Thursday, December 20, 2007

Closing in on Christmas

Christmas time on The Planet is overwhelming at best.  Since having children, it's been really important to me to develop some traditions that we do every year.  As a child myself, my parents never set out to begin traditions, but I suppose a few emerged naturally.  Every year we would travel several hundred miles north to visit my grandparents.  Those trips hold tons of fond memories for me.  As an only child, I always looked forward to being with my mom's family and surrounded by my 10 cousins.  We used to take over my grandparents' basement which always smelled musty and was usually covered in cobwebs.  It was unfinished, cold concrete floors and luxury meant one meager toilet with no sink.  But there was a ping pong table, and that's ALL that mattered.  My cousins and I would spend HOURS down there challenging each other to matches and listening to Led Zeppelin on my eldest cousin's boom box.  Besides sledding on the hill across the street, it was our only form of entertainment during that long week of Christmas.

Usually after a long day of ping pong we would all stumble upstairs, loud and famished.  We'd usually get in trouble for being too loud and possibly waking up the infant members of the family.  We'd crowd in the kitchen and dig through the fridge and freezer, usually ending up with vanilla ice cream cones and chocolate syrup.  But these just weren't your standard ice cream cones.  Oh no.  They were the cake cones with the flat bottom.  We'd pile scoops of ice cream on top and then poke a finger through the middle.  In that hole made by the finger, we'd pour in chocolate syrup.  And then the magic would happen.  As the ice cream is eaten, the chocolate syrup with pool down in the bottom of the cone.  Ah yes, good messy times.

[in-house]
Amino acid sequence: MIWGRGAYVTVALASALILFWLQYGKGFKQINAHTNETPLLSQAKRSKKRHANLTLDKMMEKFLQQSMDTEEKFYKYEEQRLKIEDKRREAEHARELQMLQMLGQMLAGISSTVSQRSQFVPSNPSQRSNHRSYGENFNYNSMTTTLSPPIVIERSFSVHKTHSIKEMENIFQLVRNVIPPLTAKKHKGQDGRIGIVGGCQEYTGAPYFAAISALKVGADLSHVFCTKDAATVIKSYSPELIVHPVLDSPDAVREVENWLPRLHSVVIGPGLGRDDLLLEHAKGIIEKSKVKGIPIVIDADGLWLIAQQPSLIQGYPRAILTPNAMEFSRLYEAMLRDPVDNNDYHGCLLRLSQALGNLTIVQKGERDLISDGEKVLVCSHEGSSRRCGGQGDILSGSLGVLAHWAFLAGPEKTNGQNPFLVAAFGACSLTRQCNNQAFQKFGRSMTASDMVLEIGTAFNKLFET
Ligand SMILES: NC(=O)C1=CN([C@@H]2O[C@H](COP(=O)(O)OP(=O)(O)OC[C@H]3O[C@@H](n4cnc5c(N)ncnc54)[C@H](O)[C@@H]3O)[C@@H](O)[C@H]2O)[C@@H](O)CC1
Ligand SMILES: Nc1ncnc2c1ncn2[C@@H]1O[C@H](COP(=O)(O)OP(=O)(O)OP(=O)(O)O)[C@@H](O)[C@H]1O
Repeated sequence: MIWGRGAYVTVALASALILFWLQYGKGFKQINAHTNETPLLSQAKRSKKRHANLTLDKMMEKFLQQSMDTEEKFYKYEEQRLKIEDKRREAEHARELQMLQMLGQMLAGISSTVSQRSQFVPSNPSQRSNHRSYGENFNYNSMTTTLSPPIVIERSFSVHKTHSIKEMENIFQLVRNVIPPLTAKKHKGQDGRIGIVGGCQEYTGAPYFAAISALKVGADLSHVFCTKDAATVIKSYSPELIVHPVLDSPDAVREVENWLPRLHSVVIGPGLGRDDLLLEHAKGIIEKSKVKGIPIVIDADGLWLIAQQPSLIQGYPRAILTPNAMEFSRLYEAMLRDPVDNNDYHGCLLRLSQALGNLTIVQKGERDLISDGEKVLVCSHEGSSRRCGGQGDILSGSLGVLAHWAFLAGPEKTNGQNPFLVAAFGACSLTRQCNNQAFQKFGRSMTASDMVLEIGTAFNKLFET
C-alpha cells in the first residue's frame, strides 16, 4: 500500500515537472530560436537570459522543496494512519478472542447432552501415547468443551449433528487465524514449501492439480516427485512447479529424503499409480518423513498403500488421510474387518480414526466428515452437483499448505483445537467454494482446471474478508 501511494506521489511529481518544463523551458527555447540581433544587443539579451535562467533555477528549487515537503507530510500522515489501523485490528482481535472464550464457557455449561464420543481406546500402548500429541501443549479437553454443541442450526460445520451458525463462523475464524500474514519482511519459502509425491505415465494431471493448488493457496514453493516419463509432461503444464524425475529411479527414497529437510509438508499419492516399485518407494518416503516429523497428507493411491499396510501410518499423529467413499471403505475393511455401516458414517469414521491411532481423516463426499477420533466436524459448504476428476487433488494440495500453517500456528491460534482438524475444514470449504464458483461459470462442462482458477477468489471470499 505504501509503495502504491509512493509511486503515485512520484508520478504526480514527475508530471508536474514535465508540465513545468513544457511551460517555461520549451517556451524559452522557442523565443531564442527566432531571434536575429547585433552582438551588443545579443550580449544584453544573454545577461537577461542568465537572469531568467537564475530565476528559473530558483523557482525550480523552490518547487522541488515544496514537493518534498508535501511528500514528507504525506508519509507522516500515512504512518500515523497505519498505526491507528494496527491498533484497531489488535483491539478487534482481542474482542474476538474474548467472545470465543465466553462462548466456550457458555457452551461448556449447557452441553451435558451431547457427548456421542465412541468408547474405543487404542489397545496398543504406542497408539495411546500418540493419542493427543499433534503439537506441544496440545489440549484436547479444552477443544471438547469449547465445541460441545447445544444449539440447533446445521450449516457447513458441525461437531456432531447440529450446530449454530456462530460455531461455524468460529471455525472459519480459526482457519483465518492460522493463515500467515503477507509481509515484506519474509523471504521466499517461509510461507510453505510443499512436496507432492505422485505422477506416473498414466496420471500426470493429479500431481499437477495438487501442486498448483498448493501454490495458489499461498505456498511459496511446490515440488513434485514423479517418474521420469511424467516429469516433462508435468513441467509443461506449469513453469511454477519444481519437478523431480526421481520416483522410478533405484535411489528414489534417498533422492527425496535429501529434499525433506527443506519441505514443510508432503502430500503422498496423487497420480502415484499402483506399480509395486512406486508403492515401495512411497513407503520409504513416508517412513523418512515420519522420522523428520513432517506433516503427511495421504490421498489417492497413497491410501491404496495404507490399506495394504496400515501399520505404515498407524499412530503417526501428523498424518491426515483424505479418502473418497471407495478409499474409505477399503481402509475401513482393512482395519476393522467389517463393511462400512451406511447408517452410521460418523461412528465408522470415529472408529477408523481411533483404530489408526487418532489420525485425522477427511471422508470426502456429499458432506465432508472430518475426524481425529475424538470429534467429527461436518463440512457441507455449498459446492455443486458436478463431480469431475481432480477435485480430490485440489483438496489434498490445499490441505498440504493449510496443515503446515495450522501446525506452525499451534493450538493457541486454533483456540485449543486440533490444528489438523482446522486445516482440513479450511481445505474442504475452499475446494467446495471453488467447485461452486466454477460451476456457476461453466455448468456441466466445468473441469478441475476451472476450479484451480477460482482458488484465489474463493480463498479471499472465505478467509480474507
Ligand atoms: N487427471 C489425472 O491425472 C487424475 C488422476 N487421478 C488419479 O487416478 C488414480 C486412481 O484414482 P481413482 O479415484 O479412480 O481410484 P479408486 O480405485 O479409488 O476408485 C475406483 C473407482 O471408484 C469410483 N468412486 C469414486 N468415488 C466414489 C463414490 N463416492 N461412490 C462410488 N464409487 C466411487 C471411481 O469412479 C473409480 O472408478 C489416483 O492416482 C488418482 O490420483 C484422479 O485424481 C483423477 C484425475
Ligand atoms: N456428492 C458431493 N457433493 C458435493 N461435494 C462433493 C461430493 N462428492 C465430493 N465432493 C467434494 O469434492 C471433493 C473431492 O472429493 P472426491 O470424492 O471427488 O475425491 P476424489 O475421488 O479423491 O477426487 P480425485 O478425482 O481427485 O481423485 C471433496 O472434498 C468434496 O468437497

And then we'd all lay out sleeping bags in the living room.  Since there were about 10 of us, it was sorta a tight squeeze.  My two elder female cousins would always claim the couches leaving the rest of us to tough it out on the hard floor.  And there we'd lay, by the light of the Christmas tree and share ghost stories and jokes and try our hardest to not be the first one to fall asleep.

The gifts under the tree at my grandparents' house never amounted to much.  My mom was one of 6 children and ultimately there were 17 grandchildren.  My grandparents were not wealthy people by any stretch of the imagination.  I don't think that I can recall even one gift that I ever received from them on Christmas morning.  But I do remember those moments.  And so many others.  And that's what I hope to give my children on this Christmas morning, and the Christmas mornings in the future.  Moments, memories.  Despite painstakingly picking out gifts and obsessing over them, in the end I won't care if they don't remember them 20 years from now.  But I DO care about them remembering being together, baking cookies, watching Christmas movies, staying up late to play with new toys, having trouble falling asleep the night before Christmas, going to the Christmas Eve service at church and coming home to pizza and unwrapping stocking stuffers, reading the Christmas Story from the Bible, dressing up like Mary, eating more sweets than should be allowed, and so much more.  If they remember those moments, then it will be a very Merry Christmas indeed.

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